Expert Picks (consensus: fourth)
|DIVISION FINISH: 4 This is a rebuilding year for the Dolphins. There are too many changes all across the board for Miami to be a legitimate threat.|
|DIVISION FINISH: 4 The plan was to slowly develop Ryan Tannehill on an offense in need of wide receivers. David Garrard's knee surgery and Matt Moore's average training camp made Tannehill the winner for the starting job.
|DIVISION FINISH: 4 On the 40-year anniversary of the NFL's lone unbeaten team, this Dolphins team will struggle to make history.|
|DIVISION FINISH: 4 A rookie quarterback and a weak receiving corps shouldn't breed much optimism in South Florida. The Dolphins are at least two years away from being competitive.|
|DIVISION FINISH: 4 Miami general manager Jeff Ireland needs to find Ryan Tannehill some receivers to give him a chance.|
Five things you need to know about the Dolphins:
1. Dolphins are finding their identity: Everything is new in Miami. The Dolphins have a new head coach, new offense, new defense and new faces at quarterback. With all these changes, it's natural to have growing pains. The players are getting used to a new program under rookie head coach Joe Philbin. A perfect example was the quick release of Chad Johnson following his arrest on charges of simple domestic battery. On the field, Miami needs to find what it does well despite holes on the roster.
2. Ryan Tannehill is the future and present: The days of drafting a top quarterback and putting that player on ice for a year or two are over. Things move fast in today's NFL. Regimes no longer have four or five years to establish a winning program. Therefore, top rookies are playing sooner than ever. Tannehill is the only first-round quarterback who wasn't handed the job right away. But Tannehill has been the Dolphins' most impressive quarterback in the preseason. Tannehill is clearly the quarterback of the future. He's also the quarterback of the present.
3. Philbin learning on the job: Philbin has plenty of experience at the pro and collegiate level. But nothing compares to the pressure and responsibility of being an NFL head coach. Philbin already got a taste this summer with handling HBO's "Hard Knocks" and the Chad Johnson situation. Also, it's hard to gauge his in-game planning in the exhibition season, but this will be a huge part of Philbin's success. The Dolphins won't be able to win every week purely on talent. Philbin's coaching and strategy will be key.
4. Depth is a concern: For Miami to compete, this team must stay healthy. The Dolphins have good players at several positions. Players such as left tackle Jake Long, defensive end Cameron Wake, linebacker Karlos Dansby and defensive tackle Paul Soliai are talented. But the depth behind these players leaves a lot to be desired. Wake, Dansby and starting linebacker Kevin Burnett have missed time this preseason, and it significantly hurt the defense.
5. Passing game is thin: Miami created a huge hole on its roster after trading No. 1 receiver Brandon Marshall to the Chicago Bears for two third-round picks. The Dolphins traded Marshall due to locker room concerns, but the move hurts the passing game on the field. Miami hoped Johnson could fill the hole, but that move didn't pan out. Now, the Dolphins are relying on a mostly unknown group of receivers to step up in their West Coast offense. Players such as Legedu Naanee, Davone Bess, Brian Hartline and Marlon Moore all will get a chance to produce.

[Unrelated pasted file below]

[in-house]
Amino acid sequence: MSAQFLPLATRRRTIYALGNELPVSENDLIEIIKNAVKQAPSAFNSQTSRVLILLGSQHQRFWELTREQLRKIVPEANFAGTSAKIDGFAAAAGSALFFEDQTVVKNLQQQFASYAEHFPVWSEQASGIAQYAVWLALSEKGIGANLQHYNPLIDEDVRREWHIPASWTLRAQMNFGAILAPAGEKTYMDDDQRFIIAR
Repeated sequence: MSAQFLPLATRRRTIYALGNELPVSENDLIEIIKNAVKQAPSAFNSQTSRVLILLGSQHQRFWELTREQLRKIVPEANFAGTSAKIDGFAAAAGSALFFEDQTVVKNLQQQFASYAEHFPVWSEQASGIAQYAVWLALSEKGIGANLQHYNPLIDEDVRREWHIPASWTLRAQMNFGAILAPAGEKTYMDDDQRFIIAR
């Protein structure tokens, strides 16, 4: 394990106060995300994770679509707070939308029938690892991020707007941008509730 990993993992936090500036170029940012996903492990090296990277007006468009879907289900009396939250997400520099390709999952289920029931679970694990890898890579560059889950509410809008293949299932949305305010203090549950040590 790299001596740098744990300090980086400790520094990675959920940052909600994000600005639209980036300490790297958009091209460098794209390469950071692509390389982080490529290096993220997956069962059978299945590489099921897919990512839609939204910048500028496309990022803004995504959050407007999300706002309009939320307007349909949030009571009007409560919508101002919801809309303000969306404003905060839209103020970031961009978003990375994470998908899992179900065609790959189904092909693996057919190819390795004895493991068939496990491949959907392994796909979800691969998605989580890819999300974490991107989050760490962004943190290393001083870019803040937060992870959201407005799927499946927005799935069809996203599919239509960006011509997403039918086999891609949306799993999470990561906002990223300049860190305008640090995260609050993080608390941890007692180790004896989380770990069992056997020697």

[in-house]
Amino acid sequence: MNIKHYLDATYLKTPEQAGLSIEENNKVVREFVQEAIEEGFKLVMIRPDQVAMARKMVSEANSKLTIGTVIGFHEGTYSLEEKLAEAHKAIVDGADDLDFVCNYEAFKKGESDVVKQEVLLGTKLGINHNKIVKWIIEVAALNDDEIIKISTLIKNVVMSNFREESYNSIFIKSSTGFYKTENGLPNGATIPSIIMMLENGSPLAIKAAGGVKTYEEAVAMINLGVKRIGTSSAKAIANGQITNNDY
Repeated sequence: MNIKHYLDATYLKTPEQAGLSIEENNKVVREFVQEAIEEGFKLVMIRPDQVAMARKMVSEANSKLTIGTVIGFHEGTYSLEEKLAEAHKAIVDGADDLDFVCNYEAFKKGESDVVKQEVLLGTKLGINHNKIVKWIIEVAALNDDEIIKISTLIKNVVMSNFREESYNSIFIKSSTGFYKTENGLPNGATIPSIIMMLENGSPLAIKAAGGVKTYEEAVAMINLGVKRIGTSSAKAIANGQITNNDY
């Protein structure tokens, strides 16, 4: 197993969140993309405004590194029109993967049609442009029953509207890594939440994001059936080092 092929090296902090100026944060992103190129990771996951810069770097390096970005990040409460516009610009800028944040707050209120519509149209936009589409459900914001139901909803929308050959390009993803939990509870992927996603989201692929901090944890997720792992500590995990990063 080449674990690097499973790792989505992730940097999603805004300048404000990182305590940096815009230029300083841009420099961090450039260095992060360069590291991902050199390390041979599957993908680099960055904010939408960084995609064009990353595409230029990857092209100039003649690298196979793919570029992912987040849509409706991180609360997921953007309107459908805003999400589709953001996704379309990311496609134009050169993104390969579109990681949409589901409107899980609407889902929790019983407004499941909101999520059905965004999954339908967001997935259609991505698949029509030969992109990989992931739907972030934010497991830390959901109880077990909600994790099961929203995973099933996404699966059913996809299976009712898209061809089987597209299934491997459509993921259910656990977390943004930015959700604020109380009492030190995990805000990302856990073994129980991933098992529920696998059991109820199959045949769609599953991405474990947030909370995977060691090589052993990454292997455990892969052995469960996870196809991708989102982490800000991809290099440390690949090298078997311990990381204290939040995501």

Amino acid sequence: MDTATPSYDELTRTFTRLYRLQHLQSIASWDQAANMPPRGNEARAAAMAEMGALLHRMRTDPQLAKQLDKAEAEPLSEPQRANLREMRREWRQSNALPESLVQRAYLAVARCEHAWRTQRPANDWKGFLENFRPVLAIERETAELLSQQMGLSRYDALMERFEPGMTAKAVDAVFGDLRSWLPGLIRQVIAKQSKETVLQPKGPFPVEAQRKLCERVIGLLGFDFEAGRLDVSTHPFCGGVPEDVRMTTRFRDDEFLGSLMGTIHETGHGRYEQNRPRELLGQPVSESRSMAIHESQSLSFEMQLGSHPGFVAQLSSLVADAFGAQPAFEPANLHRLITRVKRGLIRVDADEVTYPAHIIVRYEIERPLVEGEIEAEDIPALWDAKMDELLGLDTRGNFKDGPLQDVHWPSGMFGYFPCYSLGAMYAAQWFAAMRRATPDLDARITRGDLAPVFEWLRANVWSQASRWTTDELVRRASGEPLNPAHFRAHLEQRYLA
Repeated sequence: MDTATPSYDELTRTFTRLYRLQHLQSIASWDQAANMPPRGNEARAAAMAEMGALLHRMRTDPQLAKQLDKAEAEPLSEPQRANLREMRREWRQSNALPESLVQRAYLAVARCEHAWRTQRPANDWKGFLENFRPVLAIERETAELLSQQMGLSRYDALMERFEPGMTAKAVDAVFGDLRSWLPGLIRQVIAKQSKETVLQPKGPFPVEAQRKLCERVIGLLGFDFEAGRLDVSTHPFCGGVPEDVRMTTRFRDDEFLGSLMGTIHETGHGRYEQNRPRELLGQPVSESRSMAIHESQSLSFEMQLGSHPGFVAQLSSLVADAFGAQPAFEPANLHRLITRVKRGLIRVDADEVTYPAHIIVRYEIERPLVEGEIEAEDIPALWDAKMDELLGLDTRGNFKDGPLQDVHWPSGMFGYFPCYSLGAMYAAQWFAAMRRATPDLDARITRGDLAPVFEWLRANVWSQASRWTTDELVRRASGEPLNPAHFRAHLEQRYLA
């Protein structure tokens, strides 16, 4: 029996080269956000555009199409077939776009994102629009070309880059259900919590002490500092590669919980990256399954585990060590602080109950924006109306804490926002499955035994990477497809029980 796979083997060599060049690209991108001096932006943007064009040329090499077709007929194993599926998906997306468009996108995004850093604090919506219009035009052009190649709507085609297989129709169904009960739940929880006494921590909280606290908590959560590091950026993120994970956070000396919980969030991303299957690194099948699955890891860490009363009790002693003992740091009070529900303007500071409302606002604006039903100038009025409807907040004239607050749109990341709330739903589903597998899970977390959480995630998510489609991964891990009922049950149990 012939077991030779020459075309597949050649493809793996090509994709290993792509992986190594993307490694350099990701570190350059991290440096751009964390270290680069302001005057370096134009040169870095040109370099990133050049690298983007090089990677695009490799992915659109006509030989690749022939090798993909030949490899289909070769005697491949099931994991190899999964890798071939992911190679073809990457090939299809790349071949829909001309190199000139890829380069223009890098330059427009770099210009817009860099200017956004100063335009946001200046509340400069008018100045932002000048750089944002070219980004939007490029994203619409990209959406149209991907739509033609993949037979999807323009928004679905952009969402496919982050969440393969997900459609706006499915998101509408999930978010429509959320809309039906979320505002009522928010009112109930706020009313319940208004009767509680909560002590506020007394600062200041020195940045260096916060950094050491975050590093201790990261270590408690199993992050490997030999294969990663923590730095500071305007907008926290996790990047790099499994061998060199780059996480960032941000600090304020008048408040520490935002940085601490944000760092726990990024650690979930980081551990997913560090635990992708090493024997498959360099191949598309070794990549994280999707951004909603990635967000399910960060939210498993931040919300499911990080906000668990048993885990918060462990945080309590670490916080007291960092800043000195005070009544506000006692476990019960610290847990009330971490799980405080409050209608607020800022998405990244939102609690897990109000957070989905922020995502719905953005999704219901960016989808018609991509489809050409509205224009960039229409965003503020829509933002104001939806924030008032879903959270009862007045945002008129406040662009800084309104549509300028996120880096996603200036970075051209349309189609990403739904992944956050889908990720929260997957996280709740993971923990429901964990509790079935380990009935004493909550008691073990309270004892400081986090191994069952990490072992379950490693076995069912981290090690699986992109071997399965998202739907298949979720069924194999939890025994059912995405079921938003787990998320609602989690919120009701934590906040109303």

-- James Walker, ESPN.com
Inside The Numbers
Quarterback Matt Moore was one of 11 passers last season to complete 200 passes, have a 60 percent completion percentage, average at least 7.0 yards per attempt and finish with a Total QBR of at least 50.0. He also averaged 9.9 air yards per attempt to finish third among qualified passers.
The Dolphins averaged 4.3 yards after the catch in 2011, last in the NFL. With the departure of Brandon Marshall, the Dolphins lost their leader in targets (141), receptions (81) and touchdowns (6), as well as 35 percent of their receiving yards (1,214).
With a new head coach and a new offensive coordinator, the Dolphins have room to grow. On screen passes, the Dolphins finished 30th in yards per play and 31st in total attempts last season. Reggie Bush, however, recorded his first 1,000-yard rushing season, which helped the Dolphins improve their play-action passing game by 1.5 yards per play from 2010, the biggest growth in the AFC.
On defense, the Dolphins will change to a base 4-3 defense despite being strong on that side of the ball last year. Opponents ran 384 plays that resulted in no gain or a loss of yardage against Miami last season, tied with the Jets for sixth in the league. The Dolphins allowed just 3.7 yards per rush, third in the NFL.
-- ESPN Stats & Information
ESPN The Mag: Insider's View
Karlos Dansby: Defensive anchor.
Best Unit: Linebackers The Dolphins are one of many teams switching from a 3-4 to a 4-3, but they will still show hybrid looks to take advantage of rush specialist Cameron Wake, who will be at DE in their base set. Veteran Karlos Dansby can anchor the middle, which should allow OLBs Koa Misi and Olivier Vernon (a rookie) to provide an improved blitz from the edge.
Worst Unit: Wide receivers It's hard to run a West Coast scheme that relies on yards after the catch when the personnel isn't explosive. Davone Bess is the top receiver -- and he's a slot guy. On the outside, Legedu Naanee can't stretch the field and will easily be handled in single coverage. To compensate, the Fins must use the pass-catching skills of TE Anthony Fasano and RB Reggie Bush.
-- Gary Horton